Owning a Home: Is It Worth It?

With the current mortgage “crisis”, along with existing legislation about what people can and can’t do with their property, is it all worth the overinflated prices?

If you had asked the question, “Is owning a home worth it,” twenty to thirty years ago, the answer would have been a resounding yes. Owning a home has been a part of the American dream for centuries.

Unfortunately, the answer you’d get now days would more than likely be far different. If you got an answer at all, besides a doubtful shrug, it would probably be something like, “The monthly payments would be higher than my rent, and then I’d have to pay for the repairs too.”

For many, especially in the middle classes, owning a home is a pipe-dream left to someone else. Even households where two adults work full time can’t quite come up with a valid reason to jump into the real estate market. Rising utility costs, gas prices, car payments, and food prices have left those considered well off twenty years ago in a basement of debt.

Add to that a decade of artificially inflated real estate prices, deficit spending to the tune of trillions, faulty legislation, and bad business decisions and what do you have? You have an overpriced home which you paid way too much for, and an economy which is finally trying to correct itself.

Owners and mortgage lenders alike aren’t selling. The problem is that no one who owns a piece of property wants to sell at the current market rate. They’re holding out until the government comes to the rescue or until someone pays what the property was worth a year ago.  

Consider a three bedroom house that’s rented out at prices six months ago. In high cost of living areas that house, no matter the condition, could cost as much as 2500 a month without utilities. The cushion of renting is that if the plumbing suddenly erupts, the owner has to fix it. Now consider a 0% down, sub-prime mortgage, three bedroom house in a high cost of living area. On the low end the house would cost 260,000 depending on the neighborhood. Under the best of circumstances the monthly payment, taxes, home-owners insurance, interest, and utilities would be over 2500 after the 0% to 4% period. If the refrigerator, plumbing, or heating goes out you’re left paying the bill. That’s if you even have the cash to pay for it.

If you find you can overcome the obstacles above, think about the other aspects of home ownership? Do you ever really own your home? A 1.58 overdue tax bill can send your home to the auction block without you ever knowing about it if the property is a vacation home or a house you’re fixing up and don’t actually live in.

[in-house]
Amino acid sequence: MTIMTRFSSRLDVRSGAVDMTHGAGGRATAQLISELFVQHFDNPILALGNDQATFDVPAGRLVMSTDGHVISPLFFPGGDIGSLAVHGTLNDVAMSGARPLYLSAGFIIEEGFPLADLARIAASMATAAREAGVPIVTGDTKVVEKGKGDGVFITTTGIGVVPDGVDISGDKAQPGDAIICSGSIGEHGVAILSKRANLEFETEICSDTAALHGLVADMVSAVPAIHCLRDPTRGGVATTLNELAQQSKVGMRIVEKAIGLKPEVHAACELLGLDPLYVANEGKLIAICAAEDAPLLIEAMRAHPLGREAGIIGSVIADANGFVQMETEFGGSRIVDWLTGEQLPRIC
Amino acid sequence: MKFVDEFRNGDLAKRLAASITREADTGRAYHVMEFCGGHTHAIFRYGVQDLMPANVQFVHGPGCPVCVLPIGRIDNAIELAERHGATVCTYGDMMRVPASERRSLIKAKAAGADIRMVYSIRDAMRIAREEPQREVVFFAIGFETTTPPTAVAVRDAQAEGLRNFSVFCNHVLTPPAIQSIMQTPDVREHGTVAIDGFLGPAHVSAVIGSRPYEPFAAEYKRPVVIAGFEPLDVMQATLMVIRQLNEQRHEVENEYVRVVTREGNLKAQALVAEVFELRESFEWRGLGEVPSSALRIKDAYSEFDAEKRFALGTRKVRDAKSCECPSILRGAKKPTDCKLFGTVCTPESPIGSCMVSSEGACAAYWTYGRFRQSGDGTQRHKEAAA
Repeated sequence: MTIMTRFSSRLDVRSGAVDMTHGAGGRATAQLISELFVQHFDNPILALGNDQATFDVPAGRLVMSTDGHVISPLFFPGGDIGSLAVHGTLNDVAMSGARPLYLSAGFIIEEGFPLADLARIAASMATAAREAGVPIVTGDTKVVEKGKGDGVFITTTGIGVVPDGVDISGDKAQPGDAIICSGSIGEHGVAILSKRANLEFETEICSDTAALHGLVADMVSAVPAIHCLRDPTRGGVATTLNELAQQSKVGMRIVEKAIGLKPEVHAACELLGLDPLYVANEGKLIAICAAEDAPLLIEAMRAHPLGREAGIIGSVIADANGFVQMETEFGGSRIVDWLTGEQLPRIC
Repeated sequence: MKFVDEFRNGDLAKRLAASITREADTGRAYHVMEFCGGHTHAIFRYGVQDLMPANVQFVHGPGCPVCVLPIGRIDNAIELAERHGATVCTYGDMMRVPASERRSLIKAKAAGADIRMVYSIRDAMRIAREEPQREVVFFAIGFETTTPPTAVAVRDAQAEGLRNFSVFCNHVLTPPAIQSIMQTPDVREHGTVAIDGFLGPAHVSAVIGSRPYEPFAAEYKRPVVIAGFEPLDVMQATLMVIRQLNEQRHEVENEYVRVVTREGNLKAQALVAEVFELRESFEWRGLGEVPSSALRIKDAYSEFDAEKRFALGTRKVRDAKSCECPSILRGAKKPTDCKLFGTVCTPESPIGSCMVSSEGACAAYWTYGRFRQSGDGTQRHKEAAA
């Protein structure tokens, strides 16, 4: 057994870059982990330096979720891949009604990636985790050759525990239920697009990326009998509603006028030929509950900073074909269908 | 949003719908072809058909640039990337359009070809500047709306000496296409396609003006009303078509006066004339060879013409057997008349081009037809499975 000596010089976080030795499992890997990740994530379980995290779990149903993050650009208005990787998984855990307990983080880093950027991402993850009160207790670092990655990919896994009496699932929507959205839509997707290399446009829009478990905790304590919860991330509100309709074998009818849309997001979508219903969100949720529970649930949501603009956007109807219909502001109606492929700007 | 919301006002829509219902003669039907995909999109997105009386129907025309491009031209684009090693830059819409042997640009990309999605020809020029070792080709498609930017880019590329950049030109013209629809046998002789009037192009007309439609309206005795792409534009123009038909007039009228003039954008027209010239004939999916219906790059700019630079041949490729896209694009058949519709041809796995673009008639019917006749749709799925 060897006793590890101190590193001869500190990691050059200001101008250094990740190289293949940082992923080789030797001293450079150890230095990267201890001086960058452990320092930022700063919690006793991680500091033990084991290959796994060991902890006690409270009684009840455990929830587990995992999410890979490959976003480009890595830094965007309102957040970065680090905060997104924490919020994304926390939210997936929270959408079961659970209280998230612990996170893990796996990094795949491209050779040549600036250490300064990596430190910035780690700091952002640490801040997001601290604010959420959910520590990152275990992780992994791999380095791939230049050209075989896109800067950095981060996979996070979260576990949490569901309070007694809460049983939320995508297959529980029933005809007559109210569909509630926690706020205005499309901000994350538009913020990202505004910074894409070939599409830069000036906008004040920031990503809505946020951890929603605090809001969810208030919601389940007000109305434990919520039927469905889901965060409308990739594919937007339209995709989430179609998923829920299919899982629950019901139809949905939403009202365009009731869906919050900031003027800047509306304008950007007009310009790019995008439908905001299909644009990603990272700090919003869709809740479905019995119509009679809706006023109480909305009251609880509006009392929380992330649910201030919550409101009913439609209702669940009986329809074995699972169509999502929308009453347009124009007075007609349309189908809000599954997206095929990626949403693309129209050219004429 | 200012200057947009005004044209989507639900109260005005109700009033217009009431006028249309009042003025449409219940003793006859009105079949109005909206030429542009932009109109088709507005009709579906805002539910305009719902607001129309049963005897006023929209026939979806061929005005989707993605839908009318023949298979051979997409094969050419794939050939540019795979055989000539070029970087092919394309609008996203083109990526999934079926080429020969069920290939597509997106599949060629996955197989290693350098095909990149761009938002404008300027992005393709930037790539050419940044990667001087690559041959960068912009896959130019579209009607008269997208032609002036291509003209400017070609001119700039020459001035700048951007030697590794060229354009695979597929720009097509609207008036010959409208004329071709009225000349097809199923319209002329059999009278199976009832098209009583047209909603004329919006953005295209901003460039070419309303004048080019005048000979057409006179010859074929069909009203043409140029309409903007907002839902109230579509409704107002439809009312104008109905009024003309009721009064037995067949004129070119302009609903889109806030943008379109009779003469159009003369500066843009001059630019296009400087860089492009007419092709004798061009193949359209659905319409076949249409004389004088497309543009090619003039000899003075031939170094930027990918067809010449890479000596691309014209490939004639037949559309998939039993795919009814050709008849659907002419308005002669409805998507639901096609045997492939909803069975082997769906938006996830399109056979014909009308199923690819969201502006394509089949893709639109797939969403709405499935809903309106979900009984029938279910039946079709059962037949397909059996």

County and state utility companies can enter your property at any time of their choosing and do major work. Add to that the fact that county and state governments can pass legislation about what can and can’t be on your property, and you’re better off living in the woods somewhere.

In this writer’s opinion, the current state of real estate in America is a dim one. Basically, you lease property from the government

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  1. Interesting article. It’ll be interesting to see how things look on this issue a year or two down the road.

  2. Barry, you should see what happened to the housing situation before and after Hurricane Katrina hit us… Then again after Ike… Apartments that rented for $350 a month are now $1500 a month. It’s ridiculous.

    I’m SO glad that I actually bought my house back in 1991 to avoid all that crap. Granted, if something breaks, I have to pay to fix it.

    But unlike a Renting situation;

    1) I can’t just be evicted for no reason, it would take them 6 months to a year to process an eviction on a home ownership in Louisiana,

    2) They can’t just evict me from my house for an $1.58 overdue tax bill unless I outright refuse to pay it, and even then they have to make arrangements for payments, and it’s not all due at once. Remember, we have Parishes, NOT counties, so our laws are quite different and unlike other states, Louisiana laws does sometime protects it’s residents.

    Plus, if and/or when I decide to move, I can rent it out for a helluva lot more than I paid for it.

    Also, luckily in Louisiana, the Utilities Companies have to have your permission to enter your property and they cannot just enter your property without the fear of being shot, as it has happened before. Here in New Orleans, they have to arrange appointments with you beforehand, then present their ID to be able to prove who they are, and the local companies insist that you call to verify said employee BEFORE you let them in/onto your property.

    Sometimes living in NOLA isn’t such a bad thing, that is, if you don’t mind the crime, racism (on ALL ends), growth of the ghetto/gangsta culture and the ongoing political corruption…

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